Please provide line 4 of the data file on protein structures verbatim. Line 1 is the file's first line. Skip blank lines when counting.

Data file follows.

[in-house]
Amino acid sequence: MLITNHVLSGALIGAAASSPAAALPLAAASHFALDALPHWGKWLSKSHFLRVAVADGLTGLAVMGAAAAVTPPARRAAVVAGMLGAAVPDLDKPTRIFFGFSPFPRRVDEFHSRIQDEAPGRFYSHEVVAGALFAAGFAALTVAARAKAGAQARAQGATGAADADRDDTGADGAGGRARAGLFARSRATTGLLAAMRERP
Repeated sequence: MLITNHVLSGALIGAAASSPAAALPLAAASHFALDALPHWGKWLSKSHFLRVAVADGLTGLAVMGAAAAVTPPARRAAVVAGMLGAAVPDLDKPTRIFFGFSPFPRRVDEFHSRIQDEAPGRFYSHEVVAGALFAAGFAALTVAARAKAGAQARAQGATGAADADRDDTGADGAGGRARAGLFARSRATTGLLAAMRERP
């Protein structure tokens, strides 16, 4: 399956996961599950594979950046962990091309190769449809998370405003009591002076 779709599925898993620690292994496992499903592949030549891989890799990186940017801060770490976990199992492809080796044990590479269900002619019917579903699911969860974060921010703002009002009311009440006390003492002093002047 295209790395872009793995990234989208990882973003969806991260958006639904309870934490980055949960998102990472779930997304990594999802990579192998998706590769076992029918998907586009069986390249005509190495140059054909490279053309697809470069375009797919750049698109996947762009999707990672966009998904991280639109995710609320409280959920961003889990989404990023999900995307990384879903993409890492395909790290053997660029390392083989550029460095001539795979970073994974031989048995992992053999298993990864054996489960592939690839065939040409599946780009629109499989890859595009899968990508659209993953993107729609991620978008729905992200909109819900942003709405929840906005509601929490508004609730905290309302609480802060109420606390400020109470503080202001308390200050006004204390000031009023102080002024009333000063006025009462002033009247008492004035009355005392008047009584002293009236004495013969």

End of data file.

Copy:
């Protein structure tokens, strides 16, 4: 399956996961599950594979950046962990091309190769449809998370405003009591002076 779709599925898993620690292994496992499903592949030549891989890799990186940017801060770490976990199992492809080796044990590479269900002619019917579903699911969860974060921010703002009002009311009440006390003492002093002047 295209790395872009793995990234989208990882973003969806991260958006639904309870934490980055949960998102990472779930997304990594999802990579192998998706590769076992029918998907586009069986390249005509190495140059054909490279053309697809470069375009797919750049698109996947762009999707990672966009998904991280639109995710609320409280959920961003889990989404990023999900995307990384879903993409890492395909790290053997660029390392083989550029460095001539795979970073994974031989048995992992053999298993990864054996489960592939690839065939040409599946780009629109499989890859595009899968990508659209993953993107729609991620978008729905992200909109819900942003709405929840906005509601929490508004609730905290309302609480802060109420606390400020109470503080202001308390200050006004204390000031009023102080002024009333000063006025009462002033009247008492004035009355005392008047009584002293009236004495013969």